Shoulder and elbow injuries are on the rise among youth and professional baseball players. Our previous post on baseball injuries detailed the risk of future injury if an athlete has lost range of motion in his shoulder prior to the season. In particular, emphasis has been placed on the amount of internal rotation (hand behind lower back) in an athlete’s throwing shoulder. A common adaptation in a thrower’s shoulder is to develop additional external rotation (cocking phase of throwing) and lose internal rotation (Figure A). An important point is the athlete should maintain the same total range of motion from side to side given this adaptation (Figure B). An at risk shoulder would have an total range of motion less than the uninvolved side.
A recent prospective study in the American Journal of Sports Medicine examined the impact of a Professional thrower’s range of motion on their injury incidence during the season. Wilk et al. examined 296 professional pitchers for range of motion and followed these players through the upcoming season. As expected, the authors noted significant side to side differences in their shoulder range of motion. 51 pitchers reported 75 shoulder injuries for a total of 5570 days on the disabled list and 20 surgeries were performed. The authors found <5 degrees greater external range of motion in the throwing shoulder of pitchers made them 2 and 4 times as likely to become placed on the disabled list or undergo surgery during the season.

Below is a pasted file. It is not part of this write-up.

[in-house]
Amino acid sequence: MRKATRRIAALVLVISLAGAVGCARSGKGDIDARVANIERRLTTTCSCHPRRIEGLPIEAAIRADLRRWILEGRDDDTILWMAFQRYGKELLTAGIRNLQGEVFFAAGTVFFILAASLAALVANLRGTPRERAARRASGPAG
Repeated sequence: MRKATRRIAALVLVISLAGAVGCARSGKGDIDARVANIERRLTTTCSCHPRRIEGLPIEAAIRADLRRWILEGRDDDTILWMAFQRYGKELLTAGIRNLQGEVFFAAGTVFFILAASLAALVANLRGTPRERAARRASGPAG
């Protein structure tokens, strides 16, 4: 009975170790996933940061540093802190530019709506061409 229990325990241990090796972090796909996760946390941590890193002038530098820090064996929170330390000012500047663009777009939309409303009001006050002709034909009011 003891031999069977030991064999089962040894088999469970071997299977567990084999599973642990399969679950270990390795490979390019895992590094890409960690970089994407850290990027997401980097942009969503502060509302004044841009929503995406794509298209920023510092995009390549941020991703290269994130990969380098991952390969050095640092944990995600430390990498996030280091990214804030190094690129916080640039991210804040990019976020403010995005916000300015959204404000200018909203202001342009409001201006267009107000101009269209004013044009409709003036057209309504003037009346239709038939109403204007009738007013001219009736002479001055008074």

A thrower requires a greater degree of shoulder external rotation than another athlete, if this adaptation is not present it may be a sign of further problems. In particular, the total range of motion should be measured and be equal between the throwing and non throwing shoulders. For more injury prevention information or to address risk factors for your sport contact the experts and Mend Physical Therapy.